Though the book unfolds mainly in Germany, it was composed all over the world. Nooteboom’s first glimpse of his cameraman in snowy Berlin came to him, improbably enough, in sunny California, where he was a Getty fellow. Unable to finish it there, he froze the image, and let it thaw during an extended stay in Australia. He applied the finishing touches at his usual workplace, his home on the Spanish island of Minorca—with a fountain pen, in huge books bound in red linen, filling the right-hand pages with his miniature handwriting.

III. As Nooteboom describes the smooth transition to the euro, he suddenly stops, explaining, “I’m trying to kill a moth while I’m talking to you—somehow a moth has come in here!”—a decidedly un-Nabokovian (or, given lepidopterology’s end, très Nabokovian) activity for this most VN-ese of writers. Indeed, the chorus in All Souls Day recalls the ghostly narration of Transparent Things (a book CN has read several times).

Like Nabokov’s, Nooteboom’s novels teem with allusion, and despite their brevity, some readers may feel the need for a refresher course in the Western (and often Eastern) intellectual and literary tradition. In Rituals, for example, the epigraphs are in French (Stendhal), German (Theodor Fontane), and Latin (from the canon of the Holy Mass); the postscript—a Nooteboomian trademark—is from Okakuro Kakuzo’s The Book of Tea.

Despite the pronounced European literary lineage, Nooteboom is quick to cite American favorites: Wallace Stevens, The Great Gatsby, and especially works from the South. As a young writer, he absorbed Faulkner and was captivated by Capote—as much by Other Voices, Other Rooms as by the book’s Little Lord Fauntleroy photo (“Immediately I had to have a vest like that”). He published his first novel, Philip and the Others (1954), in his early twenties; it found an audience thanks to its “hitchhiking, romanticism, and all that”—a break from Holland’s gloom-laden literary output in the aftermath of World War II. Unprepared for celebrity, Nooteboom hired himself out to a ship bound for South America, an experience that fueled a collection of Maugham-esque stories. His second novel, The Knight Has Died (1963), is about a living writer’s attempt to cobble together a book out of a dead writer’s notes—with the dawning realization that the posthumous collaboration was part of the deceased’s plan. “I had my writer commit suicide, which I think was a very elegant way of not having to do it myself,” Nooteboom observes. He didn’t write another novel for 17 years.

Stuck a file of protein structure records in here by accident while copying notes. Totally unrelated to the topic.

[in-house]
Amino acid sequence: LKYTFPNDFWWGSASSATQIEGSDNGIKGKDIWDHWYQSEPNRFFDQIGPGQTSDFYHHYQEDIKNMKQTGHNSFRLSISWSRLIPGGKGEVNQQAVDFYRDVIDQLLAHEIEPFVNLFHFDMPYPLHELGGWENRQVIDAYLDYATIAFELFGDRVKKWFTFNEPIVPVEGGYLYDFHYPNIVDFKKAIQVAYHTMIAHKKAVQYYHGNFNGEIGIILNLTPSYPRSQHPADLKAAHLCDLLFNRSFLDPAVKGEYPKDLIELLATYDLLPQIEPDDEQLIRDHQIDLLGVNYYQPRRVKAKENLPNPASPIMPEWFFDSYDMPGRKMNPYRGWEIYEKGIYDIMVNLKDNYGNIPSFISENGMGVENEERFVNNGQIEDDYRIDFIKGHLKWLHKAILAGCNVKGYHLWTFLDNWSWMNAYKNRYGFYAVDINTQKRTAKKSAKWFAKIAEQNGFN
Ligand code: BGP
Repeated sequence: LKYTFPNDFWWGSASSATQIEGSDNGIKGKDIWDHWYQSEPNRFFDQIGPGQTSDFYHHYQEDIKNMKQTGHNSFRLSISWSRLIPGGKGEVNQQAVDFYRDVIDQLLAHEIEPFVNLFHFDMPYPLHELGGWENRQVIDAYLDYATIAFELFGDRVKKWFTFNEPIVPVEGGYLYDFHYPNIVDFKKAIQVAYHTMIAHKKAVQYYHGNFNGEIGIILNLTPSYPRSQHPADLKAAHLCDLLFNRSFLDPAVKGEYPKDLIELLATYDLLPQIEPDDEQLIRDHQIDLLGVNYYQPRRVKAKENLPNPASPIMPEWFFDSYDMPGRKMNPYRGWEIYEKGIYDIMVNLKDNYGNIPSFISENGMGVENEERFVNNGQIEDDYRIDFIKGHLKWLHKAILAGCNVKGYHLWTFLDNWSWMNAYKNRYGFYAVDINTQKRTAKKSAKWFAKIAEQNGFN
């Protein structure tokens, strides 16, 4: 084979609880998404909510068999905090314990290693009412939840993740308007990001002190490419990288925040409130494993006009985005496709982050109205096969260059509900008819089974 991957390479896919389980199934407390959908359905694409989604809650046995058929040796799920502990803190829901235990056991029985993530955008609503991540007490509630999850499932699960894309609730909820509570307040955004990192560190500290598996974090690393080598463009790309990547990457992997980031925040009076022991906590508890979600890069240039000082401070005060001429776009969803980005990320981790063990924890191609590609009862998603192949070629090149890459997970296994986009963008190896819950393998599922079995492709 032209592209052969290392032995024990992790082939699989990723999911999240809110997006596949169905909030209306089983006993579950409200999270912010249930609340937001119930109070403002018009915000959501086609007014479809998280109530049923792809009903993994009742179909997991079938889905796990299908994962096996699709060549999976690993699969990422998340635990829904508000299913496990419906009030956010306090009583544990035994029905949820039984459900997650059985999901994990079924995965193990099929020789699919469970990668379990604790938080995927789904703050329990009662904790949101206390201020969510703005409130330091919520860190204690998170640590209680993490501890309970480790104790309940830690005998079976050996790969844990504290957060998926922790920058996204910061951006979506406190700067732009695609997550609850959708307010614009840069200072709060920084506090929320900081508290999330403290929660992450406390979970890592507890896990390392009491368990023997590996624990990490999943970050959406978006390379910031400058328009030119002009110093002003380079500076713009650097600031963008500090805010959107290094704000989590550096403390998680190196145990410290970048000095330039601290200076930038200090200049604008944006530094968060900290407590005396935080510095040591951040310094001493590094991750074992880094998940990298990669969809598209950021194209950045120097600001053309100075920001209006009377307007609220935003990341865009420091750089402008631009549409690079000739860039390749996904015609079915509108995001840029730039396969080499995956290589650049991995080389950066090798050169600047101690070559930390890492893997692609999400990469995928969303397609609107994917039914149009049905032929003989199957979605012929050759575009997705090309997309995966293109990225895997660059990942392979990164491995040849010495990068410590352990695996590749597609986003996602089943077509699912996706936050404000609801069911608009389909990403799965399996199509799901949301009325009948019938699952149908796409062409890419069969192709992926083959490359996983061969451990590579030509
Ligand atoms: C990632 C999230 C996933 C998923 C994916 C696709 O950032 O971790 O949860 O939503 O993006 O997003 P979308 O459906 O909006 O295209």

Feeling that he had “not enough world” in him, and wary of repetition, he immersed himself in travel writing, returning triumphantly with Rituals (1980), a tour-de-force inquiry into destiny, coincidence, and pottery set in ’53, ’63, and ’73. In the book’s final section, antihero Inni Wintrop reflects on days when one meets with “a recurrent, fairly absurd phenomenon”: After encountering three doves in rapid succession (one of whom has hit a window—a nod to the waxwing slain in Nabokov’s Pale Fire), Inni unexpectedly meets the son of a man who had changed his life two decades ago. Lurking behind the limpid prose and world-weary pose is a glimpse of the lethal linkings of fate. In 1982, Rituals won the Pegasus Prize as the best Dutch novel of the past 10 years and was translated into English. Nootebooks old and new appeared in America at a steady clip over the next decade. One happy outcome of his second fame was that his old friend, the critic and novelist Mary McCarthy (who died a few weeks before the Wall fell), could finally read his novels. The prospect made him a bit anxious. “She was a very severe lady, as you know,” he says. “It was like an exam.” Fortunately, she liked the books—especially their compact size. “She said, ‘Cees, you stay small!’ ”

IV. In ‘Roads to Santiago’ (1992), a travel book as much about the author as the Spain he describes, Nooteboom describes learning about Borges’s death in every newspaper he could find, a maze of languages well suited to that labyrinthine litterateur. He observes of the journalists, “It is always other people who finish the stories, but only when the stories are worth finishing.” But what does it mean to finish?

The Following Story belongs to that secret genre of novels (Finnegans Wake, Dhalgren, Robert Kelly’s The Scorpions) which end without a period—that is, which do not really end. But unlike those knotty, often infuriating recirculations, Nooteboom’s novel invites immediate rereading, partly because of its size, but also for the final, Scheherezade whisper, hinting that revelation is just around the corner.

Repetition can lead to nightmare, of course, but it also has its attractions. Baptized a Catholic, Nooteboom once contemplated joining a monastery, attracted by its rhythm and routine—as he writes, it was “the idea of staying in the same place for ever, stabilitas loci, that convinced me: here was the place for me, this was the life.” He soon reconsidered, but monasteries continue to fascinate him, and appear throughout his work. They are “places of silence in the world”—shelters from the force of history. Near the end of All Soul’s Day, Arthur Daane leaves Berlin, with its history and its ghosts, to film 88 Japanese monasteries for a documentary. It echoes a pilgrimage Nooteboom himself made to that country. He didn’t manage 88—instead settling, “by coincidence,” on 33.

For more information about the Dutch writers’ reading, see the Short List.